Top 7 Causes of Absenteeism
Did you know that a single absent worker costs a business as much as $340 per day? Yes, it made us gasp as well.!
With a total of about 6.1 million working days lost in New Zealand, the cost to the economy is an estimated $1billion. In Australia, with 92 million working days lost per year, the loss increases to a staggering $33billion.
Therefore, with heightened absenteeism levels, it is vital for businesses to understand the reasons their employees miss work. Although absenteeism may be caused by an employee’s personal situation, it may also be indicative of a deeper workplace-related issue…
If absenteeism is a real issue for your business, load this up to read next: Is absenteeism an employee problem or a cultural one.
Here are the top 7 causes of absenteeism that you will need to understand before you can address the issue:
What Is Absenteeism?
Absenteeism is an employee’s habitual absence from work either by missing a full day of work or through time theft (showing up late to work, leaving early, or taking long breaks).
How Is It Impacting Businesses?
Apart from the substantial financial cost to the economy, the company itself bears a heavy loss in the form of lost productivity, company benefits, replacement costs, and lost revenue.
It can also be demoralising for the other team members and work staff who are given additional workload which was meant to be completed by the absent worker. Low morale amongst the team can adversely affect productivity and profitability.
Frequent absenteeism can also cause conflict within teams and with management due to inefficient completion of work and missing deadlines.
Causes of Absenteeism
From less severe illnesses like cold and flu, to serious ones like chronic back problems, there are a number of reasons why an employee may be physically unable to come in to work.These reasons are usually unavoidable. However, factors in our work environment like stress, poor ergonomic design, or low employee support may also heavily contribute to these illnesses. If the work environment itself causes an employee discomfort, they are less likely to want to come in to work. The result? Extra workload that falls on other staff, increasing their risk of stress, health issues, and consequently absenteeism. A vicious cycle.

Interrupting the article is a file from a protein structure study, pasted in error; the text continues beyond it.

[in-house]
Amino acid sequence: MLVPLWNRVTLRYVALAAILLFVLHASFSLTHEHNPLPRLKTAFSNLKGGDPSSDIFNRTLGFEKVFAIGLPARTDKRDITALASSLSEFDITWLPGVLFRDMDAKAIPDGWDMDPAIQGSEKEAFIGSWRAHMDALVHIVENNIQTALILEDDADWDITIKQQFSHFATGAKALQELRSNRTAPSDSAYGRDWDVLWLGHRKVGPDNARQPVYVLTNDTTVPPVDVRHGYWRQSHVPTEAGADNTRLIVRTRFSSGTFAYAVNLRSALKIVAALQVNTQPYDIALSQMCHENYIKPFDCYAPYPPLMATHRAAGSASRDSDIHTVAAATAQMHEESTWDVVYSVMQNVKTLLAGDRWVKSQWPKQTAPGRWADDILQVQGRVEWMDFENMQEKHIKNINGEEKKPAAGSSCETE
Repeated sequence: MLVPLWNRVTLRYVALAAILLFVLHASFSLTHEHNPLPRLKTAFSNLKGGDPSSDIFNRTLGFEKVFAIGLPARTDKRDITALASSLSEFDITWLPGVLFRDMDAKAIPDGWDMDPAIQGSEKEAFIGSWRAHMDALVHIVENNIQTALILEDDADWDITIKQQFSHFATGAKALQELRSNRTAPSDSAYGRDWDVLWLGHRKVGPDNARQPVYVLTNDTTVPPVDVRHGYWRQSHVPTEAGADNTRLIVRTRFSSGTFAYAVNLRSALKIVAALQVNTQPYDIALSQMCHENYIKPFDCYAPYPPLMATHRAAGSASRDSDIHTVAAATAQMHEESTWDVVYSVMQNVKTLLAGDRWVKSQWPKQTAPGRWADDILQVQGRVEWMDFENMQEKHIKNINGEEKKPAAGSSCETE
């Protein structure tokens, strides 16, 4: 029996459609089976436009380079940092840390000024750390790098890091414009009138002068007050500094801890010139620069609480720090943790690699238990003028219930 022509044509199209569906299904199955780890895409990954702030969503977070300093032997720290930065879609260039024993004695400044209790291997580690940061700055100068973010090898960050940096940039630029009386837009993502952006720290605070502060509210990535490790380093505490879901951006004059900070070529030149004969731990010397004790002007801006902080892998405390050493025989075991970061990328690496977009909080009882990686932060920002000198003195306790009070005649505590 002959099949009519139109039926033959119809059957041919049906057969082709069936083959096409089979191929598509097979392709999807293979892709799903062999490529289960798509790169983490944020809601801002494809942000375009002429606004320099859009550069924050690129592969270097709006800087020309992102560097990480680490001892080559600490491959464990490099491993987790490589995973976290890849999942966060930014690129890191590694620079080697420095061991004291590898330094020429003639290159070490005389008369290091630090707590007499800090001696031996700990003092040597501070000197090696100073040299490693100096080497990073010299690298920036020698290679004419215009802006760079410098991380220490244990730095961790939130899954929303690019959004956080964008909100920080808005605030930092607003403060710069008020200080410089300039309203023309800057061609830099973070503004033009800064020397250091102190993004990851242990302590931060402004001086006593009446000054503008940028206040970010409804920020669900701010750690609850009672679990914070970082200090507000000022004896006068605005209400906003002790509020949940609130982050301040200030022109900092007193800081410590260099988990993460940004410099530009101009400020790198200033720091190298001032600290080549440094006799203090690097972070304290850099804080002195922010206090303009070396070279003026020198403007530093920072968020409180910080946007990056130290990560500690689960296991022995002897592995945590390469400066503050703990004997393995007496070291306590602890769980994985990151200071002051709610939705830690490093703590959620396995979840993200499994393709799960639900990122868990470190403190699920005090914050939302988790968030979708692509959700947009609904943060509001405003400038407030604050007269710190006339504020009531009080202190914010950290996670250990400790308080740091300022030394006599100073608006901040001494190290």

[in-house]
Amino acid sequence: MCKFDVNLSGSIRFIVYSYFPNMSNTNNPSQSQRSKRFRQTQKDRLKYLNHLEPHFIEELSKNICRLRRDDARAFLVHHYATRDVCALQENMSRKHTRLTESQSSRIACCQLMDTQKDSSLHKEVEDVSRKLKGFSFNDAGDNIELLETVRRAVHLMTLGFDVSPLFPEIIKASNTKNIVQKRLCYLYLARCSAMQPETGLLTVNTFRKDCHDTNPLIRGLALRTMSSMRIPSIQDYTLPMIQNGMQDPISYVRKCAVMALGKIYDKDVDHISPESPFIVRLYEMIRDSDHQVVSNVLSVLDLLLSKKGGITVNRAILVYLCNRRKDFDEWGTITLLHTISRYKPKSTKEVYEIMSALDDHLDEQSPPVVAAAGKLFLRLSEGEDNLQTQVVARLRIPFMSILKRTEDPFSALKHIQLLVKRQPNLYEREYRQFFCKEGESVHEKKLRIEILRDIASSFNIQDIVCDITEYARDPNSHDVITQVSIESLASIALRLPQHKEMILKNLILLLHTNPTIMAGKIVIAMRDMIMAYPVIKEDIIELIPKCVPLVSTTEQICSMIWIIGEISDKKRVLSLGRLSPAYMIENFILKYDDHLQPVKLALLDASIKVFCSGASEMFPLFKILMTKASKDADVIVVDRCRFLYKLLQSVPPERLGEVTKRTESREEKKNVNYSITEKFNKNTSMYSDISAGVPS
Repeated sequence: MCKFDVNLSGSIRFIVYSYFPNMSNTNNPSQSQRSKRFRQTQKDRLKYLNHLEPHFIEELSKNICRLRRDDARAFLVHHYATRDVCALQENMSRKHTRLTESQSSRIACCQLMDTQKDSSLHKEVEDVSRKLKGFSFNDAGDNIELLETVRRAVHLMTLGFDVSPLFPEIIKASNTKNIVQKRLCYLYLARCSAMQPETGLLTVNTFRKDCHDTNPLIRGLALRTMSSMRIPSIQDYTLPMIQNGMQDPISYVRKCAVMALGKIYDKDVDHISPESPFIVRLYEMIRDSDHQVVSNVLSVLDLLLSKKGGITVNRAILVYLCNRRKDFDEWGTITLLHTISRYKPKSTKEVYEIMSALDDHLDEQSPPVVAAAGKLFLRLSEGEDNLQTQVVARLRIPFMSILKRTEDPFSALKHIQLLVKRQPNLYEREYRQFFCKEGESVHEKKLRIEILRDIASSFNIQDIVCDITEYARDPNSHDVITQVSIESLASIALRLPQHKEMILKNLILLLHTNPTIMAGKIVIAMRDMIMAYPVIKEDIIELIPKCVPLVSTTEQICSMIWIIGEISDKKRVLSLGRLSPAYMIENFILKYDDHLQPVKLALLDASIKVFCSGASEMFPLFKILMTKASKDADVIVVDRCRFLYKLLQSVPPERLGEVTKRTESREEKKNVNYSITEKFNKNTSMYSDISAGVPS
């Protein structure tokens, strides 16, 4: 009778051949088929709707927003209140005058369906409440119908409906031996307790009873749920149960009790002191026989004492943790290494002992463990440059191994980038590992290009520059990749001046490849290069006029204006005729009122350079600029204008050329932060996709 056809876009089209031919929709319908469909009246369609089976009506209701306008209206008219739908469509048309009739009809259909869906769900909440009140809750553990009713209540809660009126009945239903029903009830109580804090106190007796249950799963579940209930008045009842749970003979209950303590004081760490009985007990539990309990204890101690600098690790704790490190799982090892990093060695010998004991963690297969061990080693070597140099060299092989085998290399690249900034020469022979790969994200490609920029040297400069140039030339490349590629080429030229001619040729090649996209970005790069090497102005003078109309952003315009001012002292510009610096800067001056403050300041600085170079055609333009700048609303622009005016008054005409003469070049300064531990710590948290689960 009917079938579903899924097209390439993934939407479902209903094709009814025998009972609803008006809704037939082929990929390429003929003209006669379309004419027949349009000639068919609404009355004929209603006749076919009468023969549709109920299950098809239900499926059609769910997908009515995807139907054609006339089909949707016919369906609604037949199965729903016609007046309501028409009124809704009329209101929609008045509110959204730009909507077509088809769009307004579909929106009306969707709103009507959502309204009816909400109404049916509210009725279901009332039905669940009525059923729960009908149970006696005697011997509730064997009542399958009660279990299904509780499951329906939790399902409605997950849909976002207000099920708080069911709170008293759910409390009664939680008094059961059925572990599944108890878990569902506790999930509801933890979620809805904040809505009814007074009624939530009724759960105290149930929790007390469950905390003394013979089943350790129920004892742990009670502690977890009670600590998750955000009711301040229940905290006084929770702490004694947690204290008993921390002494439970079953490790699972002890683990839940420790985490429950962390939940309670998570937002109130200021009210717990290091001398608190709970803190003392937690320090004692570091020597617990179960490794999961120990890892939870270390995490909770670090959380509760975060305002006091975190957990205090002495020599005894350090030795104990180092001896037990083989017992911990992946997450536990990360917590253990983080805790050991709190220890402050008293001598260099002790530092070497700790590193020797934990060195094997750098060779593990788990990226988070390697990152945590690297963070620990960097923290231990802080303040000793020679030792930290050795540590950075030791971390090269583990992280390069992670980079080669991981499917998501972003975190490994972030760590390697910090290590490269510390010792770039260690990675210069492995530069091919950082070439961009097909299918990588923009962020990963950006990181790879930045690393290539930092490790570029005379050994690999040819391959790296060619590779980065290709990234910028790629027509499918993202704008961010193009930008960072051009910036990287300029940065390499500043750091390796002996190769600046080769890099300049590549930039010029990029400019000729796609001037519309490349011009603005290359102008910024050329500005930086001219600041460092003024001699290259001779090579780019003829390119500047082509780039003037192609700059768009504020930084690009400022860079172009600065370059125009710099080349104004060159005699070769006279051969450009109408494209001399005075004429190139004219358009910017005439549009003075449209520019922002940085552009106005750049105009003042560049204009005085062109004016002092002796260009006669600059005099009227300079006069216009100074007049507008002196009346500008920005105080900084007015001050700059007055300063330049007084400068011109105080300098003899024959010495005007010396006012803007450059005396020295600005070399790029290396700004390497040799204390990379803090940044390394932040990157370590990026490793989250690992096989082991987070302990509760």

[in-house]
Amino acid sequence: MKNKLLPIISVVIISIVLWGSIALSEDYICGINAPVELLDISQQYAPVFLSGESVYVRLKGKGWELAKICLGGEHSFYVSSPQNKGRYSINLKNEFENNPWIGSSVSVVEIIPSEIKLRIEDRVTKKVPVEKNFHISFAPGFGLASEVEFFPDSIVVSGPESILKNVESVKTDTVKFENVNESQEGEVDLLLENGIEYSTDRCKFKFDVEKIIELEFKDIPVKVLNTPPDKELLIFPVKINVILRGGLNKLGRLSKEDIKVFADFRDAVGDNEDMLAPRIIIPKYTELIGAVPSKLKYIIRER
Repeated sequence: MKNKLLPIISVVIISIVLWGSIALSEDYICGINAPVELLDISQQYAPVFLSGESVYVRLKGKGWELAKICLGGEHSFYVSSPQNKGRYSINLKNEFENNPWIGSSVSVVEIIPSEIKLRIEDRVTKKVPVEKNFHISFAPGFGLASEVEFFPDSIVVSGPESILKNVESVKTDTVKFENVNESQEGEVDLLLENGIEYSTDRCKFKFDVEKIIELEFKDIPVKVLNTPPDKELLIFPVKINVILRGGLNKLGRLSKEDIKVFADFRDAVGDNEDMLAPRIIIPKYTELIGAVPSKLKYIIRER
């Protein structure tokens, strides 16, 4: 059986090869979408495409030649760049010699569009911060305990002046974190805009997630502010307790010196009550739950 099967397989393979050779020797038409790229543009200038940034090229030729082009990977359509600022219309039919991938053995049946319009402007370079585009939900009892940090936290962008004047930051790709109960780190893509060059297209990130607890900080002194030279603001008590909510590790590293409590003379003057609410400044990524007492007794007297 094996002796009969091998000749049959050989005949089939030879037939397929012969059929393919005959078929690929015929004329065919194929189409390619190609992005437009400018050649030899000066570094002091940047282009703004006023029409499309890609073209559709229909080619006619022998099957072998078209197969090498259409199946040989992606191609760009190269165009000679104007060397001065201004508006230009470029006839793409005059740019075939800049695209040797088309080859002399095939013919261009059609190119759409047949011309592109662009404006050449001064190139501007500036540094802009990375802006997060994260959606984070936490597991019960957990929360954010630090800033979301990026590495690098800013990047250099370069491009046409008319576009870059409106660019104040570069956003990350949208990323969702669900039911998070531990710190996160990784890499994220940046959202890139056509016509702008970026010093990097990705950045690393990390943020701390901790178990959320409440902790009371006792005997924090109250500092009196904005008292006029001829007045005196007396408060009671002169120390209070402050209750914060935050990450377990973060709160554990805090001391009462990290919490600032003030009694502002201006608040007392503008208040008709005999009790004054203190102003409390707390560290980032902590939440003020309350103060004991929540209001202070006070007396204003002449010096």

2. Family care
Employees with elders or children to care for may find it difficult to come in to work on time, or give prior notice if they need to take time off in case normal care arrangements fall through. Some workplaces allow employees with dependents a certain degree of flexibility to work from home, thus alleviating their worry. This flexibility also ensures lower productivity losses as the employee will still be working and completing tasks.
Research suggests that bullying costs employers 18 million work days per year. People tend to take leave from work if they’re being bullied or harassed at work. They do this to avoid the situation or deal with their distress at being harassed.
Employees that are overworked or have heavy workloads may be fatigued and overwhelmed with deadlines. This causes burnout, which not only lowers productivity and increases stress, but it also leads to people avoiding work and calling in sick, as their bodies are unable to keep up with growing demands.
5. Disengagement and low morale
Feelings of dissatisfaction with the job and low morale may lead employees to be demotivated to go in to work. These people tend to be disengaged from their work, and often feel underappreciated. Their dissatisfaction could be related to the work environment, professional relationships, their role at the company, or even their career path.
6. Mental distress
One of the less obvious causes of absenteeism is mental distress. A range of factors such as workplace or personal stress, depression, anxiety- could lead to an employee being detached, and unable to cope with work and workplace interactions.
Employees with family to care for may value a flexible work schedule where they’re allowed to work from home. Flexible working hours would alleviate stress and increase productivity by allowing them to fulfill work and personal commitments at the same time. In fact, some businesses proactively encourage employees to take ‘mental health days’ when they are unwell or distracted by personal issues.
Overall, it is imperative for businesses to understand the impacts and causes of absenteeism in order to spot problem areas and provide support to their employees. To learn more on how to build a work culture that your workers love being a part of, take a look at ‘What is Absenteeism and How Can You Address It?’